5 common investment mistakes retail investors should avoid

By: |
August 31, 2021 11:56 AM

The first step towards reducing the chances of committing such investment mistakes is to become aware of the most common ones.

Investors often get swayed by fear and greed while making investment-related decisions.

Committing mistakes while investing can adversely impact your wealth-creation objectives, both in terms of money and the time required for wealth creation. The first step towards reducing the chances of committing such investment mistakes is to become aware of the most common ones.

These are some of the most common investment mistakes made by retail investors:

Investing without identifying financial goals

Financial goals are the monetary targets that you want to achieve over a period of time, such as accumulating corpuses for your child’s higher education, foreign vacation, retirement, marriage, etc. Setting financial goals will give you a clear idea of how much to save and invest regularly for achieving your life goals. This helps in giving a direction to your investments and creating an optimum asset allocation strategy based on your risk appetite, presumed rate of return and time horizon.

For instance, given that equities can be very volatile in the short-term but tend to outperform other asset classes and inflation by a wide margin over the long term, investments for your long-term financial goals should be made in equity-related instruments for creating bigger corpuses.

Ignoring inflation

Many investors ignore the impact of inflation on their financial goals. By reducing the purchasing power of money, inflation can land you with inadequate corpuses for meeting your financial goals. Hence, make sure you factor the historical inflation trend while setting the ballpark investment amount for your financial goals. The best asset class to beat inflation while achieving your long-term financial goals is equities. Equities beat both fixed income instruments and inflation by a wide margin over the long term.

Mixing insurance with investment

The primary objective of purchasing a life insurance policy is to provide a replacement income to one’s family in case of his untimely demise. Hence, your life insurance must equal at least 10-15 times of your annual income.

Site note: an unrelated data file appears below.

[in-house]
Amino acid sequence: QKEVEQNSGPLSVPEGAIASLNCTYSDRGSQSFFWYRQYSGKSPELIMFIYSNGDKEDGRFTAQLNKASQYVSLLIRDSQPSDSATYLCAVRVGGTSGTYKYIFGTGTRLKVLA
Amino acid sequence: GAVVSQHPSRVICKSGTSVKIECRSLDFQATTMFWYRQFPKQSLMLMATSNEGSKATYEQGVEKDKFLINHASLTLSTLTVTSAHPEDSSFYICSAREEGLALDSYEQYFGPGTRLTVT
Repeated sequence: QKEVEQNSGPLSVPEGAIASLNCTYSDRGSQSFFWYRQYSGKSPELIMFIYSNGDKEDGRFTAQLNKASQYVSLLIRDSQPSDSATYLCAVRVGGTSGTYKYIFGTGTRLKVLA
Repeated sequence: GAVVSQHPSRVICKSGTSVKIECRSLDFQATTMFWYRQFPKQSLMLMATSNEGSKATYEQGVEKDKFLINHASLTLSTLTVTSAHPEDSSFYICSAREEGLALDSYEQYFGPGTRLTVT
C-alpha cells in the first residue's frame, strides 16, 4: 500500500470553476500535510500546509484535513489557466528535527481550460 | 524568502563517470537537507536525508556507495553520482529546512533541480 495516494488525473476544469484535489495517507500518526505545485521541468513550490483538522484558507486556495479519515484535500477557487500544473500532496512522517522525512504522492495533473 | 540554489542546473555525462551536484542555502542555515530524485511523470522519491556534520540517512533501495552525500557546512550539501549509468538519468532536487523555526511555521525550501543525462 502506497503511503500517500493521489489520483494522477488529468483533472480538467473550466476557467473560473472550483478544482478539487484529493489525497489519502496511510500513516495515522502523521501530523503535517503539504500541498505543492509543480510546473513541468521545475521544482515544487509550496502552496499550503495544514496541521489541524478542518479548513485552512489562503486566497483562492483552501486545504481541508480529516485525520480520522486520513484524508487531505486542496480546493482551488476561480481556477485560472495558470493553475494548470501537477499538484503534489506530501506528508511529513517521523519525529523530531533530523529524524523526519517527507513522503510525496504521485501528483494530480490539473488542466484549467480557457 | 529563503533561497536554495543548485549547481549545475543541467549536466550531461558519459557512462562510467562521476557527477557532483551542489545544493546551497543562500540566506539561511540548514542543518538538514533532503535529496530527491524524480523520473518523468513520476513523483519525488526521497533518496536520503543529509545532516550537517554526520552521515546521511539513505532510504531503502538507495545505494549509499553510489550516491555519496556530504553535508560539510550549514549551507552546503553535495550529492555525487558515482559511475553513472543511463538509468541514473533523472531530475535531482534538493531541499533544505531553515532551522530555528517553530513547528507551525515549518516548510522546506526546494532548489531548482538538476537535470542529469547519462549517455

Many investors often mix insurance with investment and thereby, end up investing in endowment policies and money back policies. Such insurance policies not only fail to provide adequate life cover but also generate sub-optimal returns and have low liquidity features. On the other hand, term insurance policies offer higher cover at a very low premium.

Not maintaining adequate emergency fund

The primary objective of maintaining an emergency fund is to deal with financial emergencies and meet unavoidable expenses during the period of income loss caused by job loss, disability, illness, etc. Hence, this fund should be large enough to meet unavoidable monthly expenses, including EMIs, SIPs, insurance premiums, children’s education fees, rent, etc for at least six months. Without an adequate emergency fund in place, you may be forced to either redeem your long-term investments or avail loans at higher interest rates to deal with such financial exigencies. Unforeseen exigencies occurring during market corrections may further force you to redeem market-linked investments at loss. Hence, make sure you set aside an adequate emergency corpus to meet your financial needs during emergency situations.

Getting swayed by emotions

Investors often get swayed by fear and greed while making investment-related decisions. While greed leads them to increase their investments during bull market conditions when high valuations should instead worry them, fear may lead them to redeem existing investments or stop making additional investments during market corrections when equities are available at attractive valuations.

Invest in mutual funds through SIPs to ensure disciplined investing. As SIPs inculcate the habit of regular and automatic investing, they allow you to benefit from rupee cost averaging, i.e. buying more units at lower NAVs, during market dips. Additionally, create a ‘market-crash fund’ to invest lump sum in equity funds during steep market corrections. Doing so may help make the most from lower valuations and even achieve the set financial goals sooner with lower contributions.

(The author is Senior Director, Paisabazaar.com)

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